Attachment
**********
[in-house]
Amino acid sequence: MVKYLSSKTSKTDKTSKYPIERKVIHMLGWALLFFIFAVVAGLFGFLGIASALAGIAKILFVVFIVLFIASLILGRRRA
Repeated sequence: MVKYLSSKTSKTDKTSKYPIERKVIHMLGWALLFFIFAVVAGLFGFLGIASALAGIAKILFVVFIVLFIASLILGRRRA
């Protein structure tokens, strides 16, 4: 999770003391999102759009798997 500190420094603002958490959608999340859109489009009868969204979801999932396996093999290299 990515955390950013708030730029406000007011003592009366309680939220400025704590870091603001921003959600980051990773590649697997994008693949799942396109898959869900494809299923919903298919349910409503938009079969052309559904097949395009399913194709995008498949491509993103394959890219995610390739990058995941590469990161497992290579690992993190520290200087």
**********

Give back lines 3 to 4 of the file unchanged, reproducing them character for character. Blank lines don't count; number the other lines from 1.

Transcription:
Repeated sequence: MVKYLSSKTSKTDKTSKYPIERKVIHMLGWALLFFIFAVVAGLFGFLGIASALAGIAKILFVVFIVLFIASLILGRRRA
């Protein structure tokens, strides 16, 4: 999770003391999102759009798997 500190420094603002958490959608999340859109489009009868969204979801999932396996093999290299 990515955390950013708030730029406000007011003592009366309680939220400025704590870091603001921003959600980051990773590649697997994008693949799942396109898959869900494809299923919903298919349910409503938009079969052309559904097949395009399913194709995008498949491509993103394959890219995610390739990058995941590469990161497992290579690992993190520290200087």